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Pathways to professorship

  • 24 April 2024
  • By Roger Watson
  • This guest blog has been kindly written for HEPI by Roger Watson, Academic Dean, School of Nursing, Southwest Medical University, China and outgoing President of the National Conference of University Professors.
  • This piece is a review of Pathways to professorship: a toolkit for success by Marily Leask (2023) published by Routledge, London.

Asking an established professor how they arrived at that position can be like asking a centipede to explain how it walks. Those of us who got here were often too busy doing the kind of work that got us here to keep note of the steps and strategies. In fact, I doubt that many of us had a strategy.

During my PhD study and in my early days as an academic, I recall individuals who did claim to have their pathway to professorship worked out or who aimed to be a professor before they were 40 or some similar goal. Without exception, while many of these people became successful academics, none became professors. It seems to me that many of us got here by chance, although that would be to ignore the help of informal mentors who gave us the occasional nudge in the right direction. Many, equally, prevented us from the career-ending incidents to which some of us are prone.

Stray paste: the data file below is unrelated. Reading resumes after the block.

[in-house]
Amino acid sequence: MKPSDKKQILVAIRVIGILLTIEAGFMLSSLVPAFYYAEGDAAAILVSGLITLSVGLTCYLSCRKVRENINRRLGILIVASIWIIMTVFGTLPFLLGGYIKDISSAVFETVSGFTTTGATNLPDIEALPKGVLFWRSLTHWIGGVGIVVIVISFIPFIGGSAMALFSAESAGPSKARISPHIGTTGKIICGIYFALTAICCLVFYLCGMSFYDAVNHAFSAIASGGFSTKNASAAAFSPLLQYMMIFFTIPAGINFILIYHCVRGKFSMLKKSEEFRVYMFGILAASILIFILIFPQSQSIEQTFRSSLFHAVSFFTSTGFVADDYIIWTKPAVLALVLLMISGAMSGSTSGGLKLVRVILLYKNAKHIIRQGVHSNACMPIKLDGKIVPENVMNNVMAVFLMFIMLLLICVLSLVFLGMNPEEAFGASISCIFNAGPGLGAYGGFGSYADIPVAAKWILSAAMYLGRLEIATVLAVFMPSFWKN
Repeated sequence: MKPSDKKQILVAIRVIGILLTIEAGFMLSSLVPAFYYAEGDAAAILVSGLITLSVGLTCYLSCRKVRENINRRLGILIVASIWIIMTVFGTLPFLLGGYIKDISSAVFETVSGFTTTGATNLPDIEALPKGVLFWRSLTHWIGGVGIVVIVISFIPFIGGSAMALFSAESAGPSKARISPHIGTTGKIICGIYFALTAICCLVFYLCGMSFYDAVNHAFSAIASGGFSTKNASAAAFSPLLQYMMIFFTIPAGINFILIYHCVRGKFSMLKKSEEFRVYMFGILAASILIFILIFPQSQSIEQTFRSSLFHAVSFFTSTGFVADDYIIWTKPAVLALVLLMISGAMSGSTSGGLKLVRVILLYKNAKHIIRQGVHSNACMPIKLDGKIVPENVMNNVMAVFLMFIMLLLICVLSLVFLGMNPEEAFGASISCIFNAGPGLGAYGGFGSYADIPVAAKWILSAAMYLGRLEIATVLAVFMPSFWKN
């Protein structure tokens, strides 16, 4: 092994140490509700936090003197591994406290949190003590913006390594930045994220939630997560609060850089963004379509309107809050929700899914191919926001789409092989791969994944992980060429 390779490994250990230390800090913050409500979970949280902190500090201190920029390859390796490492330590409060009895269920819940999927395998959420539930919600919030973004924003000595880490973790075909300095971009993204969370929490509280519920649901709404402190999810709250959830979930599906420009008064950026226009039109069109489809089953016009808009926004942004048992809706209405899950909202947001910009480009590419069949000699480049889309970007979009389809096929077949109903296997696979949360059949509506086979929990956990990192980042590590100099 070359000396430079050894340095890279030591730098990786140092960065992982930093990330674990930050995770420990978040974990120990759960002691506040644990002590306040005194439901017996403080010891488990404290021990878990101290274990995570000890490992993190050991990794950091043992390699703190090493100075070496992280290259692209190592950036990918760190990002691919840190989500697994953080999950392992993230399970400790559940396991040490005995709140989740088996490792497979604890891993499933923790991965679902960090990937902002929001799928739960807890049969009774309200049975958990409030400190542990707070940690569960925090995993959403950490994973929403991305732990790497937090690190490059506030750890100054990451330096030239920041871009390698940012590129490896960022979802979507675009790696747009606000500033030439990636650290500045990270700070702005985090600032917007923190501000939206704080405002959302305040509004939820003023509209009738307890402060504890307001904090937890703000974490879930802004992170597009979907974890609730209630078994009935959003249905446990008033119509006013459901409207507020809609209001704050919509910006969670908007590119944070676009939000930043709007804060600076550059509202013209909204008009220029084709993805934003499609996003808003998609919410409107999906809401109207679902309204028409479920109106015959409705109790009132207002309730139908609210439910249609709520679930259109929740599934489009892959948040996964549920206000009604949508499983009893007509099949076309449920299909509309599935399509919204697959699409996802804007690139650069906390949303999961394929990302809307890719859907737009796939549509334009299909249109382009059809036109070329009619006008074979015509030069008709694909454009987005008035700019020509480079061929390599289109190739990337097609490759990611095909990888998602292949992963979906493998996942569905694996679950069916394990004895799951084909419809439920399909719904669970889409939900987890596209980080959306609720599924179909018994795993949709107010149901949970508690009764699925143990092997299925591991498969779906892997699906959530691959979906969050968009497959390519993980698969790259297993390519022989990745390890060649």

Pathways to professorship is a remarkable book. As far as I know, it is unique, although Leaske does refer to one other work which is specific to psychology. Also, while Leask is attributed as the author of the book, she is also the editor in the sense that there are other contributors. With two exceptions, these are all women. This is a notable, although unstated, feature of the book as while nearly half of UK university academics as female only 28% are professors. This was borne out in the recent NCUP (National Conference of University Professors) survey, The role of the UK professoriate, where other differences regarding being mentored and providing mentorship were noted among female professors.